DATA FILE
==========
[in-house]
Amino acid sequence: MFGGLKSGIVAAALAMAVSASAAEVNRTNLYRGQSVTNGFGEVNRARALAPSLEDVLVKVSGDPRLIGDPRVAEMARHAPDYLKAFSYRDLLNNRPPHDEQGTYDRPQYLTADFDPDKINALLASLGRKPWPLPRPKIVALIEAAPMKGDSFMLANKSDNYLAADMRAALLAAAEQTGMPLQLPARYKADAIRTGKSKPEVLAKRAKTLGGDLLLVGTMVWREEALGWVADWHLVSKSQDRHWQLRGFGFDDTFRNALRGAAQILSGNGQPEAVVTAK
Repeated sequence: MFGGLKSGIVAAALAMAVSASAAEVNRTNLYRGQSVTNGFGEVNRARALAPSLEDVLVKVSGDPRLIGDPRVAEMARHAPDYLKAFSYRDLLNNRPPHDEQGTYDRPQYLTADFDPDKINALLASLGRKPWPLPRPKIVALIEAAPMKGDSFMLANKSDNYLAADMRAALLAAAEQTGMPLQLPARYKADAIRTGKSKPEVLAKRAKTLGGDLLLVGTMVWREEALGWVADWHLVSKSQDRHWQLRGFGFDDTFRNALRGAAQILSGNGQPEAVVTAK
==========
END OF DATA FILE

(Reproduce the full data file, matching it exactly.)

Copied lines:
[in-house]
Amino acid sequence: MFGGLKSGIVAAALAMAVSASAAEVNRTNLYRGQSVTNGFGEVNRARALAPSLEDVLVKVSGDPRLIGDPRVAEMARHAPDYLKAFSYRDLLNNRPPHDEQGTYDRPQYLTADFDPDKINALLASLGRKPWPLPRPKIVALIEAAPMKGDSFMLANKSDNYLAADMRAALLAAAEQTGMPLQLPARYKADAIRTGKSKPEVLAKRAKTLGGDLLLVGTMVWREEALGWVADWHLVSKSQDRHWQLRGFGFDDTFRNALRGAAQILSGNGQPEAVVTAK
Repeated sequence: MFGGLKSGIVAAALAMAVSASAAEVNRTNLYRGQSVTNGFGEVNRARALAPSLEDVLVKVSGDPRLIGDPRVAEMARHAPDYLKAFSYRDLLNNRPPHDEQGTYDRPQYLTADFDPDKINALLASLGRKPWPLPRPKIVALIEAAPMKGDSFMLANKSDNYLAADMRAALLAAAEQTGMPLQLPARYKADAIRTGKSKPEVLAKRAKTLGGDLLLVGTMVWREEALGWVADWHLVSKSQDRHWQLRGFGFDDTFRNALRGAAQILSGNGQPEAVVTAK